For general impulse control

For impulse control plus high-energy play. Just be careful to avoid sharp turns or high jumps for joint health at this age.


And maybe not, but you might find this helpful
 

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@emeraldecho asked if she is playful or fearful - it would help to know the answer.

From what you have said so far, it sounds more like over excitement and play, this is how she would have played with her littermates but learning bite inhibition is important - she should learn to play differently ASAP.

If she is trying to play, you could carry a toy like a tuggy rope to redirect her. That tells her play is fine, but only in an appropriate way. If she ignores the toy and still wants to use you as her toy, wrap her leash round a tree or post and step out of reach. You want to give a very clear signal that teeth on skin equals end of fun. Be really consistent. Toy, and if that doesn't work, tree. If you do this every time, she will get the message.

I think she will go out by herself from now on.
That won't actually solve the problem though.
 

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Discussion Starter · #12 ·
Since it sounds like it is first thing in the morning, it might be more like a mixture of over excitement and lack of impulse control.

For general impulse control

For impulse control plus high-energy play. Just be careful to avoid sharp turns or high jumps for joint health at this age.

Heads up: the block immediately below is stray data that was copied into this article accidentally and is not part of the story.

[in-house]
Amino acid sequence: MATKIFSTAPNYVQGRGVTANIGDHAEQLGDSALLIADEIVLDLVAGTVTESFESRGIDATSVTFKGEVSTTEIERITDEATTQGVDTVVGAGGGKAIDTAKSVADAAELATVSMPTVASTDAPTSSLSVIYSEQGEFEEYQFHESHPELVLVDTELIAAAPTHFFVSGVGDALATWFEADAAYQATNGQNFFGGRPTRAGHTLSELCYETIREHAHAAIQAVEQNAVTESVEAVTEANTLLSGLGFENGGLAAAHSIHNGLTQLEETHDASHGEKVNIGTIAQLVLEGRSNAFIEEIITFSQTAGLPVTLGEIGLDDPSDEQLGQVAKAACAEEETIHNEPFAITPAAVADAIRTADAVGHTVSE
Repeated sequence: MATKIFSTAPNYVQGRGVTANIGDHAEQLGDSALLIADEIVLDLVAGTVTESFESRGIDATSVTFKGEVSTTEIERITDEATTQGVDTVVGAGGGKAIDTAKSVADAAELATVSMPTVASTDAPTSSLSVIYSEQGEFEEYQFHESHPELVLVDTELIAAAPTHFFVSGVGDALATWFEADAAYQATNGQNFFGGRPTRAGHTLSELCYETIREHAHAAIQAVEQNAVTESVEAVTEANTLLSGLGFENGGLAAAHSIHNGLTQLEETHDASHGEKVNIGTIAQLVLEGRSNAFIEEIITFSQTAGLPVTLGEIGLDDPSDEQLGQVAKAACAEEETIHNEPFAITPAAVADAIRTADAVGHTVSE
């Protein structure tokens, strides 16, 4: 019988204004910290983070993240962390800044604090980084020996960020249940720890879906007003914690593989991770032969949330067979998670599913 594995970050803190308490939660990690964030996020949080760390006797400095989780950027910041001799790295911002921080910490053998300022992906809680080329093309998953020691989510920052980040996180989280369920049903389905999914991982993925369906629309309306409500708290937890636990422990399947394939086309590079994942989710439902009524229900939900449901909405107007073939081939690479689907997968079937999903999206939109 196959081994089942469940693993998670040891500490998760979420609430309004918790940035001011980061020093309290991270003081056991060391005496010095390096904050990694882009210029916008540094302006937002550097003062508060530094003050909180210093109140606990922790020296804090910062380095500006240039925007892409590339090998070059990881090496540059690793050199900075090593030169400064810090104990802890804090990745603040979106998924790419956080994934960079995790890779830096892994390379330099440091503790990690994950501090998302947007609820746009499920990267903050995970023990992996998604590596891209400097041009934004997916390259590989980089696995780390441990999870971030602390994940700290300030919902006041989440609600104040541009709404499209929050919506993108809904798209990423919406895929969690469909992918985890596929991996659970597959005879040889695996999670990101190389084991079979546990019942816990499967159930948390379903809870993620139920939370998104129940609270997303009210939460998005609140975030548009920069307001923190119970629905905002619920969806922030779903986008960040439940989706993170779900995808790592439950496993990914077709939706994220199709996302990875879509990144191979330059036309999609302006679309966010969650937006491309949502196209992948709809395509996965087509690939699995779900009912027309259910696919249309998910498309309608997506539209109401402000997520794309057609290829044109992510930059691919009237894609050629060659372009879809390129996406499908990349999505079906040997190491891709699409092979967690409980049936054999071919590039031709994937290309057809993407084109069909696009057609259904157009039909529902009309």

And maybe not, but you might find this helpful
 

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Forgive me if I missed it, but how much physical and mental exercise is she getting on a regular basis?
By mental exercise I mean, walks where she gets to sniff and explore the world at her own pace, doing things like learning new skills, perhaps to 'settle' on cue, touch, 'find it' (inside and outside the house) or tricks like shake a paw, weave, learning to go over, under or around obstacles, interactive toys like Kongs stuffed with part of her meals, Kong wobbler, snuffle mats, shaping games such as 101 Things to Do with a Box | Karen Pryor Clicker Training, pretty much anything that engages her mind rather requiring lots of movement.

My border collie when he was young pup, was the Energizer Bunny X10, so I worked to help him focus on activities such as the ones that I suggested that helped to slow him down.
 

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Discussion Starter · #15 ·
I walk her in the morning 7:30 am for 40 minutes come home play ball for 1/2 hour, repeat at noon and again at 6. My vet said 5 minutes per month for walks. I do about 5 minutes of training a day, which she excels at in the yard but completely ignores outside of the yard. She has a Kong and lots of other toys. She is a constant barker (even barks at her shadow in the window) digger and is very mouthy. I have had dogs my whole life, always 2 at a time, this is my first solo puppy and I’m beginning to think I made a mistake. It makes me very sad. I think she needs a younger owner, she is wearing me down.
 

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Impulse control training and games are good for any time of day. My guess was that since morning was pretty regular for her to do this, it implied to me that the mouthing and jumping is a lack of impulse control and energy rather than something like aggression or fear.

Could you try to work in more and longer training sessions? Or even incorporating them into those games of fetch (if you aren't already, and things like sit or down before throwing).